How to Predict a Hamstring Injury in AFL
Tuesday, March 17, 2020
Your hamstring refers to a group of muscles at the back of the thigh - the Semitendinosus, the Semimembranosus, and the Biceps femoris. A strained hamstring is one of the most common injuries in the AFL, causing players to miss countless games every season.
Here, we're talking about hamstring contusions versus strains, the risk factors associated with a hamstring injury in the AFL, how to treat a hamstring injury, and some hamstring exercises to ask your physio about.
AFL Hamstring Contusion vs. Strain
Hamstring strains are common in active people, not only AFL players. Hamstring contusions, on the other hand, happen more often during contact sports like footy. Let's define both.
A hamstring contusion is a tear caused by direct impact to the group of muscles behind your thigh. The muscles are essentially being crushed by the thigh bone due to the impact and can cause pain, swelling, bruising, and sometimes limited ability to move.
There are two kinds of hamstring contusions: intramuscular and intermuscular. Intramuscular means the tear occurred within the sheath that surrounds the muscles. Intermuscular means that the tear affected both the muscle and its surrounding sheath.
Intermuscular contusions usually take less recovery time since the blood can flow to and away from the injury more easily versus the blood being trapped within the muscular sheath as what occurs with and intramuscular contusion.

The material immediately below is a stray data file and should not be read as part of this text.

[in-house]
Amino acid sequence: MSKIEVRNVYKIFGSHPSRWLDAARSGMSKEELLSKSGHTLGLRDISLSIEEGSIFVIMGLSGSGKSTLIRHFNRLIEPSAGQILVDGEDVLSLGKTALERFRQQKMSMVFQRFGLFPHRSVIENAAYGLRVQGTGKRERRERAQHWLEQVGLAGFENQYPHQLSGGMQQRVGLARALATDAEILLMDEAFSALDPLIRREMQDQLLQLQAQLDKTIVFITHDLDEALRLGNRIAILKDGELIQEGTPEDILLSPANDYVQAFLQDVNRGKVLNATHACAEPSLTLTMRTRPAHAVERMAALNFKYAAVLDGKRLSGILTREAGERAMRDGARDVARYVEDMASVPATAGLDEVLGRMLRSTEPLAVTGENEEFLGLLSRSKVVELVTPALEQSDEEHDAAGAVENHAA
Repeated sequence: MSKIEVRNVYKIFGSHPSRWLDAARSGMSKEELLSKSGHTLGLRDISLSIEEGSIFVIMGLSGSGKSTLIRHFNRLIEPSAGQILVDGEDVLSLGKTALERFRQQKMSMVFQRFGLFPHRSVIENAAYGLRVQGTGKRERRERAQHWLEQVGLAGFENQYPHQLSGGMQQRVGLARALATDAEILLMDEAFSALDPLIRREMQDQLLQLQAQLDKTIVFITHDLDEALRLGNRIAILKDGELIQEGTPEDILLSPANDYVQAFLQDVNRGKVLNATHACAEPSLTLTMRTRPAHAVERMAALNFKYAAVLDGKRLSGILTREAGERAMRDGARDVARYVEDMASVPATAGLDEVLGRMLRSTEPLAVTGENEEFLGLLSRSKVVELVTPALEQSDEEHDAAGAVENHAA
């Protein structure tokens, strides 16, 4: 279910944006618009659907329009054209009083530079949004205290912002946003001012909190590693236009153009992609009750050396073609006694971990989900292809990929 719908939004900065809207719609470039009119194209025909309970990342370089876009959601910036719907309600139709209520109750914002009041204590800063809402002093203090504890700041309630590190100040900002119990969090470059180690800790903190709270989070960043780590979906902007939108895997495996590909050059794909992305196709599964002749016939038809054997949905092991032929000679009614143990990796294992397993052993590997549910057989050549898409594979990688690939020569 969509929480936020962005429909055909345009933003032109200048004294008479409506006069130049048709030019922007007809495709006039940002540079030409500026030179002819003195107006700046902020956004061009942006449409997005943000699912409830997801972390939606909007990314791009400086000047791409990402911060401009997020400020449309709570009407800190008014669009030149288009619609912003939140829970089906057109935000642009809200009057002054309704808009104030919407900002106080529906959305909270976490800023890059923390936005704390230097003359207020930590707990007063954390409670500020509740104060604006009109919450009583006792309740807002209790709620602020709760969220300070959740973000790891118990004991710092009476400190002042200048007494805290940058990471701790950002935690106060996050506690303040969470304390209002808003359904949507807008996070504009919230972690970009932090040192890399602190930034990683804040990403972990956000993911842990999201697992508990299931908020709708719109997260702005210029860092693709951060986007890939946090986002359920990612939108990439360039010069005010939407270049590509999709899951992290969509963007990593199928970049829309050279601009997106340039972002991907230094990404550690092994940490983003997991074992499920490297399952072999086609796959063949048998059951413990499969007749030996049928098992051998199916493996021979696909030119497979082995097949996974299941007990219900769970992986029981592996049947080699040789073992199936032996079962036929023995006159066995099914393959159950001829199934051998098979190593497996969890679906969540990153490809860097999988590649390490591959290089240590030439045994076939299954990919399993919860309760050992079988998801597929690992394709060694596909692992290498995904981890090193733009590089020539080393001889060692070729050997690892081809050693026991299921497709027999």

A hamstring strain is when the muscles tear, but not necessarily due to a direct hit. Technically, a hamstring contusion is a type of hamstring strain since they are both tears to the muscle group, but a muscle strain can be brought about in a few different ways other than direct impact.
Hamstring strains might occur due to:
- Injury or tightness elsewhere in the body
Additionally, hamstring strains occur in one of three grades:
- Grade I: An over-stretch
- Grade II: A muscle tear
- Grade III: A complete rupture of the muscle
Considering these causes, it makes sense that hamstring strains are so prevalent in the AFL. During a game, you're constantly sprinting and darting from one point to the next, it's necessary to stretch meaning it's possible to overstretch, and it's likely you have other injuries in your back or hips, all of which can lead to hamstring strains.
Risk Factors in AFL Hamstring Injuries
There are certain risk factors associated with hamstring strains. These factors are important to understand to prevent future hamstring strains as much as possible. The main risk factors in hamstring strains include:
- Poor flexibility
- Poor fitness and endurance
- Strength and flexibility imbalances between the muscles in the leg
- Back issues which can cause issues with the hamstrings
For an AFL player, it's not likely that you have poor flexibility, fitness, or endurance. Still, it's always important to maintain a training regimen that keeps your body limber, fit, and strong. For AFL players, muscle imbalances and back issues might be the more prevalent risk factors.
During the footy season, it's likely that you'll be using your dominant leg more than the other, plus, doing certain moves can build up some muscles in the leg while neglecting others. This could easily lead to muscle imbalances both overall and within a specific muscle group.